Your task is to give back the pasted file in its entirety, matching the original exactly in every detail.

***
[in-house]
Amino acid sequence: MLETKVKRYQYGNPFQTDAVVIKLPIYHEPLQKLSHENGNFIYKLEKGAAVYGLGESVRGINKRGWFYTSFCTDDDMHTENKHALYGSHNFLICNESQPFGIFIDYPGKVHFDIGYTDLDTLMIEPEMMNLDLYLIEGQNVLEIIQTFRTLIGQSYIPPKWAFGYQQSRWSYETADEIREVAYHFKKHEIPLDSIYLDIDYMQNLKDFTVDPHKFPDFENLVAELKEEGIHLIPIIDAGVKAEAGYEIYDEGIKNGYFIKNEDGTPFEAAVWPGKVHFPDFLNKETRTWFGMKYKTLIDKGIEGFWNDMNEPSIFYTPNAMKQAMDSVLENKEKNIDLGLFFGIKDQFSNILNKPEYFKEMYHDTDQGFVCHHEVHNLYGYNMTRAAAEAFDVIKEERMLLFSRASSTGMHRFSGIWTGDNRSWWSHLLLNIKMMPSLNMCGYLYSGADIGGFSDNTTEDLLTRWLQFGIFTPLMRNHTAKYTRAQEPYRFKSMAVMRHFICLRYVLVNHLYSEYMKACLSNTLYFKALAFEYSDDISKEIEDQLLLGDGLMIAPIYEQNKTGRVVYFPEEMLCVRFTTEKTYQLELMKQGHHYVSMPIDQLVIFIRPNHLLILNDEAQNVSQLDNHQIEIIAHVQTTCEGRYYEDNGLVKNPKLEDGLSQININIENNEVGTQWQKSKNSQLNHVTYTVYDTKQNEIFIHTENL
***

[in-house]
Amino acid sequence: MLETKVKRYQYGNPFQTDAVVIKLPIYHEPLQKLSHENGNFIYKLEKGAAVYGLGESVRGINKRGWFYTSFCTDDDMHTENKHALYGSHNFLICNESQPFGIFIDYPGKVHFDIGYTDLDTLMIEPEMMNLDLYLIEGQNVLEIIQTFRTLIGQSYIPPKWAFGYQQSRWSYETADEIREVAYHFKKHEIPLDSIYLDIDYMQNLKDFTVDPHKFPDFENLVAELKEEGIHLIPIIDAGVKAEAGYEIYDEGIKNGYFIKNEDGTPFEAAVWPGKVHFPDFLNKETRTWFGMKYKTLIDKGIEGFWNDMNEPSIFYTPNAMKQAMDSVLENKEKNIDLGLFFGIKDQFSNILNKPEYFKEMYHDTDQGFVCHHEVHNLYGYNMTRAAAEAFDVIKEERMLLFSRASSTGMHRFSGIWTGDNRSWWSHLLLNIKMMPSLNMCGYLYSGADIGGFSDNTTEDLLTRWLQFGIFTPLMRNHTAKYTRAQEPYRFKSMAVMRHFICLRYVLVNHLYSEYMKACLSNTLYFKALAFEYSDDISKEIEDQLLLGDGLMIAPIYEQNKTGRVVYFPEEMLCVRFTTEKTYQLELMKQGHHYVSMPIDQLVIFIRPNHLLILNDEAQNVSQLDNHQIEIIAHVQTTCEGRYYEDNGLVKNPKLEDGLSQININIENNEVGTQWQKSKNSQLNHVTYTVYDTKQNEIFIHTENL